Mair argues that focusing on structures of competition not only directs attention to key relationships among political parties, but also allows the party system to function as an independent variable to which parties and voters may respond. He illustrates his point by demonstrating the ways in which changes in Irish coalition patterns—the willingness of Fianna Fáil to enlist coalition partners after refusing to do so since the 1940s—paved the way for shifts in voting alignments and further shifts in coalition patterns (Mair, 1996, 2002). Using open or closed competition for government is novel, but its full potential has not yet been explored.

An alternative approach is to sort moderate pluralism according to the size and relative strength of parties. Alan Siaroff (2000) does this by refining and building on Blondel’s earlier typology. Siaroff uses multiple measures to tap the relative size and strength of political parties winning more than 3% of the seats. He ends up with an eightfold classification, distinguishing: (1) pure two-party systems, with a mean two party share of 95%; (2) moderate multiparty systems with three to five parties above 3% (which he argues are in fact two-and-a-half-party systems); (3) moderate multiparty systems with one dominant party; (4) moderate multiparty systems with two main parties, (5) moderate multiparty systems with a balance among parties; (6) extreme multiparty systems with one dominant party; (7) extreme multiparty systems with two main parties; and (8) extreme multiparty systems with a balance among parties. The resulting scheme categorizes party systems according to the number of parties (two-party systems, moderate multiparty systems with three to five parties, and extreme multiparty systems with six to eight) and the relative balance among parties (one dominant party among others, two main parties, or an even or nearly even balance among them), which can then be related to electoral systems, length of cabinet formation, type of cabinet (e.g., minimum winning or not), as well as duration of governments. As Table 6.2 demonstrates, Siaroff’s categories tap variations in the effective number of parliamentary parties.

If the aim is to disaggregate moderate pluralism, then Siaroff has succeeded. In place of a single overloaded category, we now have a more refined scheme with several categories. The large number of categories also permits Siaroff to analyze changes over time. However, some ‘party systems’ last no longer than a single election period. This is difficult to accept if, following Sartori, we believe that party systems consist of recurring rather than one-off relationships. Siaroff is in fact referring not to party systems but to patterns of party strengths which have resulted from particular election outcomes. This difficulty can be overcome either by changing the terminology, so that we are referring to patterns of party competition, some more permanent than others, rather than party systems, or by averaging results over two or more elections to tap more durable features. More problematic is the complexity of the scheme. With eight categories more or less arrayed on two dimensions, Siaroff’s scheme lacks simplicity or parsimony. Whether it will gain acceptance remains to be seen.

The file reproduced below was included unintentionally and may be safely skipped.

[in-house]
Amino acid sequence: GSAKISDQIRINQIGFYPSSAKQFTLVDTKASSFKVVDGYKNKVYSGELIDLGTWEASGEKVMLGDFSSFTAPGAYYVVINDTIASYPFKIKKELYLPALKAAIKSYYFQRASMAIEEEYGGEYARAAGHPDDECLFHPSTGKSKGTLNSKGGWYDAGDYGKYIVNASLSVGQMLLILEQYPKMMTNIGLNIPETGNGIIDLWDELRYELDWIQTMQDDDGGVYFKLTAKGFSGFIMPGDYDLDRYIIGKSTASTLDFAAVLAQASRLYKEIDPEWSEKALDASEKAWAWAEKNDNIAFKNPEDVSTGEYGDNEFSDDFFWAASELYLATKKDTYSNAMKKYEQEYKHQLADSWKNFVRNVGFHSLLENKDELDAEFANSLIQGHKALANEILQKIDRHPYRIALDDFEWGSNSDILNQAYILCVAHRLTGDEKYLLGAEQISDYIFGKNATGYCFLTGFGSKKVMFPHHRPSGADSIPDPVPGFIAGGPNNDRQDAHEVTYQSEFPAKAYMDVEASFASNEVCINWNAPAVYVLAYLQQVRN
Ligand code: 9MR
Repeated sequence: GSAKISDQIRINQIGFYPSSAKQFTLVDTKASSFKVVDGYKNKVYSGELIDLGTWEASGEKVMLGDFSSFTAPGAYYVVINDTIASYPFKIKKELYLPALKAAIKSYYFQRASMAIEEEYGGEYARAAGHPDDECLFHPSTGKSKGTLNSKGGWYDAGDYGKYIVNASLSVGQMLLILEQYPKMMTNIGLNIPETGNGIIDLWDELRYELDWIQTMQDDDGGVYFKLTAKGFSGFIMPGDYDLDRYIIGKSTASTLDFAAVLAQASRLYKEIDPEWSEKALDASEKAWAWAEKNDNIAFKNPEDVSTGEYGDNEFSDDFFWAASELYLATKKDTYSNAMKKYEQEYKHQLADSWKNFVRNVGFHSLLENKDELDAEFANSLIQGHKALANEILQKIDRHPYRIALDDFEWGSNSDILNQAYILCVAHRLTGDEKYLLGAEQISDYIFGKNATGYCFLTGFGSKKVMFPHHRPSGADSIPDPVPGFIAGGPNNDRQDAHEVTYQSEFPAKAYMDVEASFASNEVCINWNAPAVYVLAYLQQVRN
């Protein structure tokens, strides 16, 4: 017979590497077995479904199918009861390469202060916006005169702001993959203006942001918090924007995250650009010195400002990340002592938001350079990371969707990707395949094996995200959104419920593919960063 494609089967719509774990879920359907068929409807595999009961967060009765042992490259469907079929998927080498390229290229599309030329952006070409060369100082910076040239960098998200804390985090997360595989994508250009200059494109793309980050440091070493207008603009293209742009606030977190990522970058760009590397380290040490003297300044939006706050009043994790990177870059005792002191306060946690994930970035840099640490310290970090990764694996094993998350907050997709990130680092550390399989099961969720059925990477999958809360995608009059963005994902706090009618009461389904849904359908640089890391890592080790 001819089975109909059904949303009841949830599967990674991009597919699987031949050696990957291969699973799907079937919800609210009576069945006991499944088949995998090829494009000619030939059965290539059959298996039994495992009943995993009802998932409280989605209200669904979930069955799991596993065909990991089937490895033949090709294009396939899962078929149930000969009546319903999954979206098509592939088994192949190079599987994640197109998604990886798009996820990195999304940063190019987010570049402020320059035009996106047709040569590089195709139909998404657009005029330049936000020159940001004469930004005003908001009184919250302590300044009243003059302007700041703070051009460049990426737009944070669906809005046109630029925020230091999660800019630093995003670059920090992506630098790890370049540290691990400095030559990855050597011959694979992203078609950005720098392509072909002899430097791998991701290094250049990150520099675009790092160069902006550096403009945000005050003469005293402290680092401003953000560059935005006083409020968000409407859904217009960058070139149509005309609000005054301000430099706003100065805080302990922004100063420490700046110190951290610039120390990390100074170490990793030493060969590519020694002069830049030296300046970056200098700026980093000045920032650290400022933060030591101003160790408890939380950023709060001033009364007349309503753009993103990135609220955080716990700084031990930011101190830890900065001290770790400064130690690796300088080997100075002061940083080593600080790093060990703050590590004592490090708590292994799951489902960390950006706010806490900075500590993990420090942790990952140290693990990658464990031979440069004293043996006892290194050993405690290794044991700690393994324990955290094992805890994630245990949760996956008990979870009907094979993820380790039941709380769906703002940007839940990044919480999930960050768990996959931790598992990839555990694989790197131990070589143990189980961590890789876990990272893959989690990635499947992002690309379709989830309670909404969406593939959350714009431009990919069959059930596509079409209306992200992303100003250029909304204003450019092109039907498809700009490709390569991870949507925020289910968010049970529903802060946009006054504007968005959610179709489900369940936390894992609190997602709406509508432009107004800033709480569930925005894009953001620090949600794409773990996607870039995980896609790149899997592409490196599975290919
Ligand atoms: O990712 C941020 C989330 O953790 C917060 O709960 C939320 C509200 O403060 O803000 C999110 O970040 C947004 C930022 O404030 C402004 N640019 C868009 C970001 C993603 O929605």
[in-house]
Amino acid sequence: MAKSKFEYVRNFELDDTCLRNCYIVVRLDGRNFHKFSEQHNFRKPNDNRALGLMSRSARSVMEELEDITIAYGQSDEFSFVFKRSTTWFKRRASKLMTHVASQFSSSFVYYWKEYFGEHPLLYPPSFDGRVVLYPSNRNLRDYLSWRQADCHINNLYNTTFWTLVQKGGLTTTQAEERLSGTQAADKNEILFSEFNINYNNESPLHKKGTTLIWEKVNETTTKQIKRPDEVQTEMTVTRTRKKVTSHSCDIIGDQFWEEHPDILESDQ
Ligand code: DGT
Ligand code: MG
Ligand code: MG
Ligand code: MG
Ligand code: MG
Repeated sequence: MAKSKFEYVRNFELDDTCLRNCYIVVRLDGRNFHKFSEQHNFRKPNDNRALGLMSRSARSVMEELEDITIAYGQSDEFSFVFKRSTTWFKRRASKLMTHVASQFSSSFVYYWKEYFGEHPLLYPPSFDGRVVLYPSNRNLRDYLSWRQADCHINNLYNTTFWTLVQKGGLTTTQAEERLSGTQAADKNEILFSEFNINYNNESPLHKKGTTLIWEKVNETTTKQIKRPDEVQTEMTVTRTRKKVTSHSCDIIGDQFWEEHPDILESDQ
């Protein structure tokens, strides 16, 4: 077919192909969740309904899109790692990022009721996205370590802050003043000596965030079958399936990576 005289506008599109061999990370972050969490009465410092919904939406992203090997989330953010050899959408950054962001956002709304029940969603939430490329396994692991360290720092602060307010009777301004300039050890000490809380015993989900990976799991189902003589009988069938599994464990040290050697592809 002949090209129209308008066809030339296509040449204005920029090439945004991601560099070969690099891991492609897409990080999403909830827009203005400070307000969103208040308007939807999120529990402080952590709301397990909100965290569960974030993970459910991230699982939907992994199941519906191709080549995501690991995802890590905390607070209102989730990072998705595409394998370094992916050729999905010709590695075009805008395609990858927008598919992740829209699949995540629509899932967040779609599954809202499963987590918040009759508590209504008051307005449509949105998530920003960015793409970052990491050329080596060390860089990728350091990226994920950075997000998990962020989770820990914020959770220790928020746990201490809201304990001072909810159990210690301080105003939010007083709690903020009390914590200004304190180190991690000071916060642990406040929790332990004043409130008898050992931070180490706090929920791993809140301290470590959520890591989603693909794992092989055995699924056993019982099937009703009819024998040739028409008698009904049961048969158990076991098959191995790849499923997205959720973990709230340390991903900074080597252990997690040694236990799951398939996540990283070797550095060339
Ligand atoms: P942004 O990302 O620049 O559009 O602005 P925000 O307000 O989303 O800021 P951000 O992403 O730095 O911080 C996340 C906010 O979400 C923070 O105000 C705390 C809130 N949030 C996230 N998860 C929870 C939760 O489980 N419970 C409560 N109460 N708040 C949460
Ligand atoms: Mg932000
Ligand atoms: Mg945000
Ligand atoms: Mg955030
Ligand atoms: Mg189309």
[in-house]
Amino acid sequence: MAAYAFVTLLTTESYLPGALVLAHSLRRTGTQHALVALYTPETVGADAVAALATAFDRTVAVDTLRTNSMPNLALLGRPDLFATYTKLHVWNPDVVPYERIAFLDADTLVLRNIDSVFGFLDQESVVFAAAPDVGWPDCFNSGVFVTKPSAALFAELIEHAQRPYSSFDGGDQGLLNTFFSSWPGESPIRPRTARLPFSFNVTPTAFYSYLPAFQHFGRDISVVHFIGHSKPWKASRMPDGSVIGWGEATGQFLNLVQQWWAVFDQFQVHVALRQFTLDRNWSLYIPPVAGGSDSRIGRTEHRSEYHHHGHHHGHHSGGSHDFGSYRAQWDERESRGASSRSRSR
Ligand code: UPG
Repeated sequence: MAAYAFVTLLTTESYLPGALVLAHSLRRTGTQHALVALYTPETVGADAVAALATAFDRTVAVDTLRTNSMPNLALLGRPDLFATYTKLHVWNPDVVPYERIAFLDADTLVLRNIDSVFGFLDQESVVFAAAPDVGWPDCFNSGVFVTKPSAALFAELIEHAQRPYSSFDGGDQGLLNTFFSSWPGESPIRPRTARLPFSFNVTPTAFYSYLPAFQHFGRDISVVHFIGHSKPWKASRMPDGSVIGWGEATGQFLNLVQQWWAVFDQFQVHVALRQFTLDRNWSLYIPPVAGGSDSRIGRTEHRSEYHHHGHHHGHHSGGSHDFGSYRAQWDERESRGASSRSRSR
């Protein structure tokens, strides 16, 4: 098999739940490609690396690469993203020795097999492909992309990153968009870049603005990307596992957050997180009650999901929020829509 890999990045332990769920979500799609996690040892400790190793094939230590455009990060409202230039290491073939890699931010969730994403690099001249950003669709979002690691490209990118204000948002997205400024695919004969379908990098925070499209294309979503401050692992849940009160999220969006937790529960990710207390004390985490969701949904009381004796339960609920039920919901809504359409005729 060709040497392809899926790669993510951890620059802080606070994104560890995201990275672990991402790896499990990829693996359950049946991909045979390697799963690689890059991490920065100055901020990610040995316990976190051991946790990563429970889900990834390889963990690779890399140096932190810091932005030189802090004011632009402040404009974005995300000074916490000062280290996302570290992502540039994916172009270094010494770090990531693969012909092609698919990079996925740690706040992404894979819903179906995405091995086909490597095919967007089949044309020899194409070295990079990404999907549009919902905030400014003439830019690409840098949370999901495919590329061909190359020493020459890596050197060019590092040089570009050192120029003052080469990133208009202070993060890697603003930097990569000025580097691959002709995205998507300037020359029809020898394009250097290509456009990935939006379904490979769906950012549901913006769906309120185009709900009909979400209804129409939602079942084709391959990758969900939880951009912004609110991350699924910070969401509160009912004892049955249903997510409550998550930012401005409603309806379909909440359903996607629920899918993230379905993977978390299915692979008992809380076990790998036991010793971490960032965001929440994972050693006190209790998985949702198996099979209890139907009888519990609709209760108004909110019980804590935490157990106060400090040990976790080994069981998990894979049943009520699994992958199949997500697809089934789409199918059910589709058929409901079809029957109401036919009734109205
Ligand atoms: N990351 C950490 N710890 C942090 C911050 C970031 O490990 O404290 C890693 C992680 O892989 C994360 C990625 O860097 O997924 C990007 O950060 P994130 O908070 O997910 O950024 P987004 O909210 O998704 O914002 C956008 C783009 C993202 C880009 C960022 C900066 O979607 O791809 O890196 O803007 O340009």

New Directions

One of the more surprising features of this exercise is the absence of new typologies.3 Little has occurred since Sartori (1976). In some respects, this is a testament to his success. More than its predecessors, Sartori’s typology sorted the available cases, and it did so in a meaningful way. Nevertheless, its utility is increasingly problematic. We now have almost no cases of polarized pluralism, save for the now historical instances for which it was developed, and moderate pluralism is increasingly overcrowded (Mair, 1996, 2002). The party systems of most stable liberal democracies fall within its reach. If we believe that there are no significant differences among these party systems, there is no cause for concern. If not, then we need to emulate Sartori and consider how relevant cases can be sorted.

The number of parties does matter. There is considerable difference between countries with two, three, or perhaps four parties, and those with six or eight or more. Voters in the former face simpler choices than voters in the latter. Similarly, politicians—assuming that we are talking about a parliamentary system -find the task of forming governments easier when there are fewer parties. However, this depends not only on the number of parties, but also on the degree of polarization and the extent to which parties cluster together, forming durable coalitions and alliances. How can we distinguish such systems?

One strategy is to use Laakso and Taagepera’s index. Both ENEP, the effective number of legislative parties, and ENPP, the effective number of parliamentary parties, have been used to great advantage in analyses of the effects of different types of electoral laws (Lijphart, 1994; Taagepera and Shugart, 1989; Cox, 1997). However, despite their advantage for correlation and regression, ENEP and ENPP blur distinctions and tell us little about relationships among parties or the dynamics of different types of party systems. One advantage of simple counting, with or without explicit cutoffs for smaller parties, is that it produces outcomes which are readily (if not always correctly) understood.